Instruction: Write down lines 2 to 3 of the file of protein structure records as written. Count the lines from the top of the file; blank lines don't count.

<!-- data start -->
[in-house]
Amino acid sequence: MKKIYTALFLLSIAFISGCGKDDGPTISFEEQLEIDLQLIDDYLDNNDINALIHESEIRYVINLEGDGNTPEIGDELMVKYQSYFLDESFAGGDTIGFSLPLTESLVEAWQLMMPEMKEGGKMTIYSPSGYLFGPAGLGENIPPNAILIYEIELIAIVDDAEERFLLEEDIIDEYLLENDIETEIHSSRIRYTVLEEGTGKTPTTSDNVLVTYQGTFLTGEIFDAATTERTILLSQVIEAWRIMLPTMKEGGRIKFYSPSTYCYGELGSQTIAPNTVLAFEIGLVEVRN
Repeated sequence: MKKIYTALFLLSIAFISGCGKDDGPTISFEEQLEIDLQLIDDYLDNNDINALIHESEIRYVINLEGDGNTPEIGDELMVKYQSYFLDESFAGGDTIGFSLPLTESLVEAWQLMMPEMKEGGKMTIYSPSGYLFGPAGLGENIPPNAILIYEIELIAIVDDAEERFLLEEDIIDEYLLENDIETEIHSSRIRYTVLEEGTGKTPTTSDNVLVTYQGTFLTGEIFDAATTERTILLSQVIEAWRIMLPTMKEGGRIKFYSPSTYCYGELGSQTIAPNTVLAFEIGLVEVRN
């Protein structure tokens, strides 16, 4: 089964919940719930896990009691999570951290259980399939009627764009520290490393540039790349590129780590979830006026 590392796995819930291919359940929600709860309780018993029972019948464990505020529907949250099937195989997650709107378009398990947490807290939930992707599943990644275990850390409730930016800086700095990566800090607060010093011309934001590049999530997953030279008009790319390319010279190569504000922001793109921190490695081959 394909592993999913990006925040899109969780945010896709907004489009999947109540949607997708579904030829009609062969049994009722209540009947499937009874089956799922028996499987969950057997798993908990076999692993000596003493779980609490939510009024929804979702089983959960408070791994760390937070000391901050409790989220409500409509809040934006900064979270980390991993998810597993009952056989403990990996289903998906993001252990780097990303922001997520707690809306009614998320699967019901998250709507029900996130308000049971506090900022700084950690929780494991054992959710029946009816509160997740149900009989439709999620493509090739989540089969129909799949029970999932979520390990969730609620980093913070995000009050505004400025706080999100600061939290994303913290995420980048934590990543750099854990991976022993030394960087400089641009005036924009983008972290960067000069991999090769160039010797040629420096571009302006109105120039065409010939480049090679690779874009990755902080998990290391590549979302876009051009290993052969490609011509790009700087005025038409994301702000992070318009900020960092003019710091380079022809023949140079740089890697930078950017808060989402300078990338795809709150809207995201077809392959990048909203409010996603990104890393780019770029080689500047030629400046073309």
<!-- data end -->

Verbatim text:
Amino acid sequence: MKKIYTALFLLSIAFISGCGKDDGPTISFEEQLEIDLQLIDDYLDNNDINALIHESEIRYVINLEGDGNTPEIGDELMVKYQSYFLDESFAGGDTIGFSLPLTESLVEAWQLMMPEMKEGGKMTIYSPSGYLFGPAGLGENIPPNAILIYEIELIAIVDDAEERFLLEEDIIDEYLLENDIETEIHSSRIRYTVLEEGTGKTPTTSDNVLVTYQGTFLTGEIFDAATTERTILLSQVIEAWRIMLPTMKEGGRIKFYSPSTYCYGELGSQTIAPNTVLAFEIGLVEVRN
Repeated sequence: MKKIYTALFLLSIAFISGCGKDDGPTISFEEQLEIDLQLIDDYLDNNDINALIHESEIRYVINLEGDGNTPEIGDELMVKYQSYFLDESFAGGDTIGFSLPLTESLVEAWQLMMPEMKEGGKMTIYSPSGYLFGPAGLGENIPPNAILIYEIELIAIVDDAEERFLLEEDIIDEYLLENDIETEIHSSRIRYTVLEEGTGKTPTTSDNVLVTYQGTFLTGEIFDAATTERTILLSQVIEAWRIMLPTMKEGGRIKFYSPSTYCYGELGSQTIAPNTVLAFEIGLVEVRN